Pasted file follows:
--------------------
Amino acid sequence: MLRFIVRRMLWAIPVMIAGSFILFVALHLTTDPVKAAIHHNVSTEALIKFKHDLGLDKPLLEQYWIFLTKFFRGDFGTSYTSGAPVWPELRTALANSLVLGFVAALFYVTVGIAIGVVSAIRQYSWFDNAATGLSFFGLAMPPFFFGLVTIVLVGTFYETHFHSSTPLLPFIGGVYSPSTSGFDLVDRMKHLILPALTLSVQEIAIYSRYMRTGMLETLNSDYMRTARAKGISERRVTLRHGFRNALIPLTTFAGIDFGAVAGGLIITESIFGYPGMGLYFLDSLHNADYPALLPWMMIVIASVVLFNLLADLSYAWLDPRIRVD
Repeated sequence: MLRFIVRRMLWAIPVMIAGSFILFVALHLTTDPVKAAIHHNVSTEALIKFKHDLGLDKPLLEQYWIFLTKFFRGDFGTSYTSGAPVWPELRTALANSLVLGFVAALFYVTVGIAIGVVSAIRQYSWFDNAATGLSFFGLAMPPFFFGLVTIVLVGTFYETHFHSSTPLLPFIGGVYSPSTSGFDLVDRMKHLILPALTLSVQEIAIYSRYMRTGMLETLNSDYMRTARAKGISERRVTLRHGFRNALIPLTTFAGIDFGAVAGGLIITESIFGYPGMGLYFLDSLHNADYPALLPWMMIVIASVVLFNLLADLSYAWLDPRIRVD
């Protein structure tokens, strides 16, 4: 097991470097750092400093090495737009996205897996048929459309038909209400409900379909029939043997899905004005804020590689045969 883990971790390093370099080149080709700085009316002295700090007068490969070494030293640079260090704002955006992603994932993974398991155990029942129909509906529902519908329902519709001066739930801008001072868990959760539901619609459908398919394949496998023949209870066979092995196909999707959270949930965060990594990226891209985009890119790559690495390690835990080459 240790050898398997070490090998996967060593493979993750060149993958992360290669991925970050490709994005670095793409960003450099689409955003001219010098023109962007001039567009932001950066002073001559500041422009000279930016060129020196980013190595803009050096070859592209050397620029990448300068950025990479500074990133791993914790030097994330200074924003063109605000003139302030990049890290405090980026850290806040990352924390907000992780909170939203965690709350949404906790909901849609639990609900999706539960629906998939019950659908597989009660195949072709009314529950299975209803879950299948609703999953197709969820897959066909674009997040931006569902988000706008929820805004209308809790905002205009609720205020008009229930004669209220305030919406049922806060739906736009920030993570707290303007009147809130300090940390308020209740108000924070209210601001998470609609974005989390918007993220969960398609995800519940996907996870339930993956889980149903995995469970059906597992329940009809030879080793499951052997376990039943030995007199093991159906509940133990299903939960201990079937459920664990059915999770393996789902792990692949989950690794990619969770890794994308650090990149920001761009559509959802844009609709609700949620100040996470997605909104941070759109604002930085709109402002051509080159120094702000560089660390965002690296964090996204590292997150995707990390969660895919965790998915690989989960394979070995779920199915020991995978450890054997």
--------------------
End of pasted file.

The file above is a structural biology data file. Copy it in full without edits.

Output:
Amino acid sequence: MLRFIVRRMLWAIPVMIAGSFILFVALHLTTDPVKAAIHHNVSTEALIKFKHDLGLDKPLLEQYWIFLTKFFRGDFGTSYTSGAPVWPELRTALANSLVLGFVAALFYVTVGIAIGVVSAIRQYSWFDNAATGLSFFGLAMPPFFFGLVTIVLVGTFYETHFHSSTPLLPFIGGVYSPSTSGFDLVDRMKHLILPALTLSVQEIAIYSRYMRTGMLETLNSDYMRTARAKGISERRVTLRHGFRNALIPLTTFAGIDFGAVAGGLIITESIFGYPGMGLYFLDSLHNADYPALLPWMMIVIASVVLFNLLADLSYAWLDPRIRVD
Repeated sequence: MLRFIVRRMLWAIPVMIAGSFILFVALHLTTDPVKAAIHHNVSTEALIKFKHDLGLDKPLLEQYWIFLTKFFRGDFGTSYTSGAPVWPELRTALANSLVLGFVAALFYVTVGIAIGVVSAIRQYSWFDNAATGLSFFGLAMPPFFFGLVTIVLVGTFYETHFHSSTPLLPFIGGVYSPSTSGFDLVDRMKHLILPALTLSVQEIAIYSRYMRTGMLETLNSDYMRTARAKGISERRVTLRHGFRNALIPLTTFAGIDFGAVAGGLIITESIFGYPGMGLYFLDSLHNADYPALLPWMMIVIASVVLFNLLADLSYAWLDPRIRVD
């Protein structure tokens, strides 16, 4: 097991470097750092400093090495737009996205897996048929459309038909209400409900379909029939043997899905004005804020590689045969 883990971790390093370099080149080709700085009316002295700090007068490969070494030293640079260090704002955006992603994932993974398991155990029942129909509906529902519908329902519709001066739930801008001072868990959760539901619609459908398919394949496998023949209870066979092995196909999707959270949930965060990594990226891209985009890119790559690495390690835990080459 240790050898398997070490090998996967060593493979993750060149993958992360290669991925970050490709994005670095793409960003450099689409955003001219010098023109962007001039567009932001950066002073001559500041422009000279930016060129020196980013190595803009050096070859592209050397620029990448300068950025990479500074990133791993914790030097994330200074924003063109605000003139302030990049890290405090980026850290806040990352924390907000992780909170939203965690709350949404906790909901849609639990609900999706539960629906998939019950659908597989009660195949072709009314529950299975209803879950299948609703999953197709969820897959066909674009997040931006569902988000706008929820805004209308809790905002205009609720205020008009229930004669209220305030919406049922806060739906736009920030993570707290303007009147809130300090940390308020209740108000924070209210601001998470609609974005989390918007993220969960398609995800519940996907996870339930993956889980149903995995469970059906597992329940009809030879080793499951052997376990039943030995007199093991159906509940133990299903939960201990079937459920664990059915999770393996789902792990692949989950690794990619969770890794994308650090990149920001761009559509959802844009609709609700949620100040996470997605909104941070759109604002930085709109402002051509080159120094702000560089660390965002690296964090996204590292997150995707990390969660895919965790998915690989989960394979070995779920199915020991995978450890054997």